A new, minimally invasive technique to repair the Achilles tendon was used by Orthopaedic surgeon Adam Schiff, MD, of Loyola University Medical Center.
The technique requires minimal invasion of 1 to 1.5 inch compared to the conventional surgery, which requires a vertical incision five or six inches long.
AdvertisementDr. Schiff said, "It's the new trend in foot and ankle surgery. For those who qualify, the minimally invasive approach has been very successful."
Achilles tendon rupture is a common sports related injury that typically occurs while running, jumping or in workplace or due to trauma.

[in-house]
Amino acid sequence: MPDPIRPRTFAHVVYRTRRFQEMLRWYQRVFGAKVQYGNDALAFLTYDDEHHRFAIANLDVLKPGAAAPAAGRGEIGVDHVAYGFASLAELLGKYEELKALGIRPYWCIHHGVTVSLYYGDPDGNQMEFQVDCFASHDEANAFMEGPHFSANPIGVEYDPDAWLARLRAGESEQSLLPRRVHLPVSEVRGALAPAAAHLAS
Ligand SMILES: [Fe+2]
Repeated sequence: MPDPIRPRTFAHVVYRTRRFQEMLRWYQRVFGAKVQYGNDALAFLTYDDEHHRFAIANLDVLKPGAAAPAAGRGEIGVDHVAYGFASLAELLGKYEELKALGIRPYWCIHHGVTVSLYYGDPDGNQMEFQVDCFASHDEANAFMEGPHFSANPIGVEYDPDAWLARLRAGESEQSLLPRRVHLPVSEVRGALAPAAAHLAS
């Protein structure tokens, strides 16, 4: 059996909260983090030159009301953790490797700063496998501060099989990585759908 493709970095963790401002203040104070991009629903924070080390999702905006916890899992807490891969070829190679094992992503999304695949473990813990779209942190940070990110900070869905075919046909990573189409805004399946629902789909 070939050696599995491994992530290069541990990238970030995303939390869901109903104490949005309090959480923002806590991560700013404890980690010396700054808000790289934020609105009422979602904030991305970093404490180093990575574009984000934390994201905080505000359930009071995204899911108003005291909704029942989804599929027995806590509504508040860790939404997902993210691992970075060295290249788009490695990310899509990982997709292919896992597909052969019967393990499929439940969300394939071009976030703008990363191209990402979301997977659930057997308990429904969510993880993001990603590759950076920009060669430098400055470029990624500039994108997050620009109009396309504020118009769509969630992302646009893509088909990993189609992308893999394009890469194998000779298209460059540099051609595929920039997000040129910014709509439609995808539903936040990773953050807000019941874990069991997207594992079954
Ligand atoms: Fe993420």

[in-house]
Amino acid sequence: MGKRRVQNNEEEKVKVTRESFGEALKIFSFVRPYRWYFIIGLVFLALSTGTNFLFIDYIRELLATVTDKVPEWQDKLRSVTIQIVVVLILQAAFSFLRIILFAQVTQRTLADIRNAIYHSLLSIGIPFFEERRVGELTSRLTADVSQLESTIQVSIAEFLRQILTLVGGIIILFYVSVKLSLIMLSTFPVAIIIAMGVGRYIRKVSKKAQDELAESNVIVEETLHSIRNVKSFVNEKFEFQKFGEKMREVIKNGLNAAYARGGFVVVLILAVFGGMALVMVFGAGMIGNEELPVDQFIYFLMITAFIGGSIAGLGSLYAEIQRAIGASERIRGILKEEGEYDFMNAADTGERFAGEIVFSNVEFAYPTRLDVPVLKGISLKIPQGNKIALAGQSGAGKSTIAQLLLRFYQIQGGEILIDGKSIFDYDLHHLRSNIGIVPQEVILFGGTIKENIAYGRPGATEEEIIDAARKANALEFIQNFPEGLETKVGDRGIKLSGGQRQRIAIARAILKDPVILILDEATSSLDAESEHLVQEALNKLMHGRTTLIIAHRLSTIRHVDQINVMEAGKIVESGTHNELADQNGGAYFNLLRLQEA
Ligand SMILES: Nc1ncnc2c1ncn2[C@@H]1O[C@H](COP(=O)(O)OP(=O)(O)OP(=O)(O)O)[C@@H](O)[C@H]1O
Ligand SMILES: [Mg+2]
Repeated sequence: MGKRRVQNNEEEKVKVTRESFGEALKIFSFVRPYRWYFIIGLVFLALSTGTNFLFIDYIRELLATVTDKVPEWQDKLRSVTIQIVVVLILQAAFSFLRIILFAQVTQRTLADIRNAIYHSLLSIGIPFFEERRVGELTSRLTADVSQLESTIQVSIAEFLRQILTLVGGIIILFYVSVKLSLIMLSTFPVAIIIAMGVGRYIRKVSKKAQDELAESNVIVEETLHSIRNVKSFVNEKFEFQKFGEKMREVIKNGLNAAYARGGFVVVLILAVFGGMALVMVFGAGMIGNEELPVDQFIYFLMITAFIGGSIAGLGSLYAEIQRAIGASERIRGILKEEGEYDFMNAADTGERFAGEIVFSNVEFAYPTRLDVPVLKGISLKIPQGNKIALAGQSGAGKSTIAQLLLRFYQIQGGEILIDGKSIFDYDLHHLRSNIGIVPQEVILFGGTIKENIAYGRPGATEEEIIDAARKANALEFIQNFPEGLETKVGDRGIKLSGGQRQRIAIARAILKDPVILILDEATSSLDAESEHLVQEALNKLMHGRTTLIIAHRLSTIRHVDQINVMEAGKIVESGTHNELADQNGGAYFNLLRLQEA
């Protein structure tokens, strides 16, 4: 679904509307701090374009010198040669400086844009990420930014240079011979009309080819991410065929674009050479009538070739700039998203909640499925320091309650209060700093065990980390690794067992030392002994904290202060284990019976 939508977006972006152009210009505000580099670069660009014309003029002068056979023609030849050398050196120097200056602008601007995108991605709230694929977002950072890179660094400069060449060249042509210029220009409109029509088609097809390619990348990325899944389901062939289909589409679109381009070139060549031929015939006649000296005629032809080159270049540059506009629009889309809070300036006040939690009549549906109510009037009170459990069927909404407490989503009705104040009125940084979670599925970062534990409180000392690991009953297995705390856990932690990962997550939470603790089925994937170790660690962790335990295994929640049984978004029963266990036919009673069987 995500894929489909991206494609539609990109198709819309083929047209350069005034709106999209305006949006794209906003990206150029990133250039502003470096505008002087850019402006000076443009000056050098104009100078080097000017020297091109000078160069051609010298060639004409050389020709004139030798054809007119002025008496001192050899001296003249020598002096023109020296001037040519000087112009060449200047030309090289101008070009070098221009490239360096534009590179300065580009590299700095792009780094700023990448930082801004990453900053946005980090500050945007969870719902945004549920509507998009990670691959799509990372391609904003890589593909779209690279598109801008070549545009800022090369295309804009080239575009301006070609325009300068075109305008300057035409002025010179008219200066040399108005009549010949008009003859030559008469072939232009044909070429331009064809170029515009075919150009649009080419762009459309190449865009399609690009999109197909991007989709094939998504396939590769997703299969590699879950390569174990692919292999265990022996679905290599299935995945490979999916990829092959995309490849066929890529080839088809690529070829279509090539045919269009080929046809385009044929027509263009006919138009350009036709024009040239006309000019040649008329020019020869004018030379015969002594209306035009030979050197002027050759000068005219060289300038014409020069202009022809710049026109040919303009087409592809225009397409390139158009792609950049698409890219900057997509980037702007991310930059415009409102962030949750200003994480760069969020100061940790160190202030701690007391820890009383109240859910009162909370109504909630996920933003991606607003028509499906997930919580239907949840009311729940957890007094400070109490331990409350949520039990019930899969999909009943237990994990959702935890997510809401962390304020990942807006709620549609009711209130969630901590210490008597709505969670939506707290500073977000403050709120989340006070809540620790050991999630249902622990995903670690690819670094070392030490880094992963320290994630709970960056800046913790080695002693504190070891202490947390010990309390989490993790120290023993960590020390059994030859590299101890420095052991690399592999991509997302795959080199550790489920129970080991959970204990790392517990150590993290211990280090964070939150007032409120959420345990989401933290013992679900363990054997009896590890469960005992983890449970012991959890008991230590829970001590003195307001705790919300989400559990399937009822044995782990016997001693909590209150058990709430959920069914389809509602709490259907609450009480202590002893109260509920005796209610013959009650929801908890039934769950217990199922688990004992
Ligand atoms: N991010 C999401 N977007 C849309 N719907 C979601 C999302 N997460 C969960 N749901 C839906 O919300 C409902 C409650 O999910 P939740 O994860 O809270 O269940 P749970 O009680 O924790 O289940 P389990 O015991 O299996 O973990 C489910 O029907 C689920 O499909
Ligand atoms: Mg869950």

A ruptured Achilles tendon can be treated non-operatively by wearing a cast for six to eight weeks if treated within 48 hours and then functional rehabilitation is required. Surgical repair reduces the risk of re-rupturing the Achilles, and enables patients to return to work or sports earlier.
The surgical technique is not appropriate for all patients, and it must be done within a week or two of the injury. As in non-surgical repairs, the patient spends four to six weeks in a cast and then undergoes functional rehabilitation.
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